To improve outcomes and combat the rising costs of providing health care and the penalties for hospital readmissions, Jump Simulation, a part of OSF Innovation, is developing a new way to train clinicians on wound treatment in partnership with a clinical Mission Partner.
“This was developed in support of a Ministrywide refocus on wound prevention, identification and treatment,” said Melissa Pokarney, simulation program development specialist with Jump. “Pressure sores are a preventable complication of immobility, device use or both. A renewed focus in this area improves patient safety and reduces costs.”
Marjorie Oliver, a clinical education scholar with the Critical Care Division at OSF HealthCare Saint Francis Medical Center in Peoria, came up with the idea of providing a traveling skills station where nurses can practice identifying and staging pressure ulcers and wound treatment skills. She enlisted the help of the engineering team and simulation specialists at Jump Trading Simulation & Education Center in Peoria to bring her idea to life.
How the wound program developed
The concept was to develop a training cart or traveling skills station with simulated wounds for clinicians to practice wound treatment. Facilitators would have learners do a complete head-to-toe assessment, stage any wounds and then choose various treatment options.
Wounds are diagnosed in stages: stage 1, the skin is intact but no longer blanches, through stage 4, where the wound goes all the way to the bone. Some wounds aren’t staged – the wound is there, but it’s not clear how deep it goes.
“We enlisted one of our moulage experts, Leann Gilles, who created several realistic wounds on a static manikin for deployment via the traveling skills station,” Melissa said.
The idea kept developing, and the realism and types of wounds expanded with a focus on blanching and non-blanching wounds. Blanching is when the skin turns pale, which can indicate a restriction or obstruction in blood flow.
“Our team went through a few iterations of the manikin to improve the realism of the moulage,” Melissa said. “Early inclusion of the Jump engineering team and their interns to focus on creating blanching and non-blanching wounds, as well as realistic blisters and un-stageable wounds, brought this station up to the next level.”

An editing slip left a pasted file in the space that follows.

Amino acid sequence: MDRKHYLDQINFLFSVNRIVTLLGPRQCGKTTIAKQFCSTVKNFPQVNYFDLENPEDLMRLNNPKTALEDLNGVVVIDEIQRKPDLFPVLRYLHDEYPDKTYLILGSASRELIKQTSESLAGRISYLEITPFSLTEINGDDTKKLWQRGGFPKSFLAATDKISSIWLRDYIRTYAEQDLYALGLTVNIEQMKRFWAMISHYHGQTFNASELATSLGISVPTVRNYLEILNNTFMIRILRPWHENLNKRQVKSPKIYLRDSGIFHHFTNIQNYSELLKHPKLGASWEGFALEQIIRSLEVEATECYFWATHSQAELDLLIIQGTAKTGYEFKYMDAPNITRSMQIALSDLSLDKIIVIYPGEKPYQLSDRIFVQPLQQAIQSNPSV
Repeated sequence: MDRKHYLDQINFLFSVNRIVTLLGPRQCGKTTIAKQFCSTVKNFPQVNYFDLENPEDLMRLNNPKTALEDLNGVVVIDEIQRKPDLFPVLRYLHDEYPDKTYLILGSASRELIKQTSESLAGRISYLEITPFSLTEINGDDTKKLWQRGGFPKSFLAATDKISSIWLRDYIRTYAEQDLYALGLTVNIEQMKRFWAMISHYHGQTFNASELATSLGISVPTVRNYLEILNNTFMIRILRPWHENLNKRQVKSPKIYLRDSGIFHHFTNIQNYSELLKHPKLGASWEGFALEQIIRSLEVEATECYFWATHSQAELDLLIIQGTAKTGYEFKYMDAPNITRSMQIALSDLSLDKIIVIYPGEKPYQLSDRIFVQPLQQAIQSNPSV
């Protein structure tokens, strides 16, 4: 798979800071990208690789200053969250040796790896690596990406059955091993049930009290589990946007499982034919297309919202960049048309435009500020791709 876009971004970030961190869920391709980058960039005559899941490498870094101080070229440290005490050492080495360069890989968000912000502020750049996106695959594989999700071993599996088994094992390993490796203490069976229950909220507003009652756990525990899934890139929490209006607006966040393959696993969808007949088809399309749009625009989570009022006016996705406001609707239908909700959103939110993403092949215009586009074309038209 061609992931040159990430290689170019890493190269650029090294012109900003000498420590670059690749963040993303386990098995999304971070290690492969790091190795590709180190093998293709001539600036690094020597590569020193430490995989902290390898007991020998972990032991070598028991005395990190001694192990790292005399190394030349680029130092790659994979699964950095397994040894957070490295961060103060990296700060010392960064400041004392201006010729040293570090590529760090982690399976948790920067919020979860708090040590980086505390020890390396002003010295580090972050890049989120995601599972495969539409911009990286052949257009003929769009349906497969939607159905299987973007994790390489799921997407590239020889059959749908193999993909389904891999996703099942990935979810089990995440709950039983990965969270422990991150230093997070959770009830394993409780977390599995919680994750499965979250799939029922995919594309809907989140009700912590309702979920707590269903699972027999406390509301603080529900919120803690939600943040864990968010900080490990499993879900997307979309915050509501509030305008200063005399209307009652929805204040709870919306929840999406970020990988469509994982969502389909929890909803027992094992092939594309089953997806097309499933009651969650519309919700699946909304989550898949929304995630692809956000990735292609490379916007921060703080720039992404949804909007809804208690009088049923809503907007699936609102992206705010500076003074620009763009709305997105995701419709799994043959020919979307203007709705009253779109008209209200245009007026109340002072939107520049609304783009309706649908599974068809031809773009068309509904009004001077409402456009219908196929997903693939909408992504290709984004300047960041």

To simulate blanching, the team at Jump added a little fluid between the layers of silicone “skin,” so when pressed, the fluid disperses and reveals a lighter color of “skin” before the darker red fluid fills back in.
“The non-blanching (stage 1) models feel the same, but there’s no color change, just like an actual stage 1 pressure sore,” Melissa said.
The new wound models were affixed to the manikin, and Melissa ensured that the case studies involved the improved pieces.
Rolling out the program
The idea was embraced by OSF and is in the early stages of development for Ministrywide deployment. The skills stations will be placed on the nursing floors for easy access.
“So far, critical care nurses and patient care technicians (PCT) at OSF Saint Francis have benefitted from the station. In the near future, nurses and PCTs in all of OSF regions and service lines will benefit from this education,” Melissa said.
Jump is working with Ministry educators to determine the best way to deploy the stations in a sustainable, consistent and space-conscious way. This has led to the development of a virtual model which can be viewed through an augmented reality application on mobile phones or similar handheld devices.
Benefits of the program
The engagement and willingness of nursing management teams to be facilitators of the skill station led to maximized effectiveness and minimized impact on the nursing workday.
“Learners get the benefit of seeing and discussing documentation, treatment and prevention in an interactive environment on their unit,” Melissa said. “They don’t need to sign up for a course outside working hours.”
So far, Melissa said that among the 207 learners who completed the post-session survey, the average change in learner self-confidence in their ability to identify, treat and implement preventive measures improved from 68% to 84%.
“Interactive learning improves information retention,” Melissa said. “Learners in small group discussions tend to ask questions that expand the topic for the others in the group.”